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Ryan: Hello, and welcome to the Briggs & Veselka podcast. My name is Ryan Gore, and today we are joined by Sheila Enriquez and David Spray. Sheila, needing no introduction, is the CEO and managing partner of Briggs & Veselka and David Spray is a former CPA and the founder and president of Export Advisors Inc. a consulting firm that specializes in the IC-DISC tax savings program. Before founding Export Advisors, Mr. Spray served as the CFO for a privately held company in Houston and later served as the director of business development for a Houston based CPA firm. In this episode, they will both discuss growth within Briggs & Veselka, and as well as the challenging era as Sheila Enriquez took over as CEO and managing partner within the firm. Please enjoy the episode and look forward to more episodes as they come out.

David:

Hi, my name is David spray, your guest host for the first episode of the Briggs & Veselka podcast. My guest today is Sheila Enriquez, the managing partner and CEO of the firm. Sheila's not only a CPA, she's also an attorney and on a more personal note, she's one of the most impressive people I've ever met. Yet, despite her success, she's also one of the nicest and most gracious people I've ever met. Good morning, Sheila, how are you today?

Sheila:

Hi, David, I'm well thank you and I appreciate the kind words and I'm so looking forward to this conversation.

David:

That is great. Well, let's get started. So why don't you tell me a bit about the firm, its history, and your role?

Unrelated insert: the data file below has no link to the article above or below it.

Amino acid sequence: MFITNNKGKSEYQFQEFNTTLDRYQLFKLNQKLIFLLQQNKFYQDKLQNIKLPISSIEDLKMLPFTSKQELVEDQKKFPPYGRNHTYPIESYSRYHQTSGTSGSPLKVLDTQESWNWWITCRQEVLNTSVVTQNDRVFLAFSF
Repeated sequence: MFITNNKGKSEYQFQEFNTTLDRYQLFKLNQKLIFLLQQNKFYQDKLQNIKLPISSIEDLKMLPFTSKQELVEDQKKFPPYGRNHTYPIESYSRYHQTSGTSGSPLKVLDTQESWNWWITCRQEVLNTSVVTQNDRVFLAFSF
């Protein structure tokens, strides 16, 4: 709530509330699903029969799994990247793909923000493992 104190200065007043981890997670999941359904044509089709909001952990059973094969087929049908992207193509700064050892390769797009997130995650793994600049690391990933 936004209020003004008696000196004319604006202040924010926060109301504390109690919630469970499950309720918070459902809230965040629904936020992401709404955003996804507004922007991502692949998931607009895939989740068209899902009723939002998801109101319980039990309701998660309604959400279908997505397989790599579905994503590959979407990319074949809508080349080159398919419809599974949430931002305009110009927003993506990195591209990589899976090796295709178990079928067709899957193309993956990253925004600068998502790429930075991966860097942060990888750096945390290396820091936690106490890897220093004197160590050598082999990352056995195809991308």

Sheila:

Sure, sure and you'll have to stop me if I get too long because I just get really passionate about the firm.

David:

Fair enough.

Sheila:

So Briggs & Veselka is the largest independent firm in Houston. We are a 47-year-old firm and founded by Johnny Veselka and Mr. Mel Briggs in 1973 and as a CPA firm, a full service firm, that actually has all of the typical services that you see in CPA firms, tax, audit, but then we also have expanded consulting services that tie into the financial consulting that we provide to our clients.

Sheila:

We now have offices not just in Houston, which is where we're headquarters, but we also offices now in Austin and the Woodlands. We also have an office in El Campo, Texas, which is about an hour, 15 minutes from Houston, and we've had that office for over a decade. So, we are excited about the future. We feel like there's a place for a firm like us that are more geared towards entrepreneurs, but also with our expanded consulting services, where we're able to serve even larger organizations.

David:

Okay. Yeah, thank you for that summary. So talk to us about your role. What do you do as the managing partner and CEO?

Sheila:

Sure. I actually took over about three years ago now as the managing partner, CEO of the firm. So in my role, I help and lead the strategic vision of the firm in terms of our growth strategy. I'm also very heavily involved in the people side of the business in terms of developing and training people, future leaders of the firm, and working with the partners in building their business plans within each of their practice areas. So largely for me, the day-to-day, really it revolves around making sure that we're executing on our strategic goals, but then also always looking at the long view and making sure that we're staying on top of the trends in our industry. A big part of what I do as well is change management, because we're in this world now of disruption. So, change is the one thing that's constant as you know, with any business.

Sheila: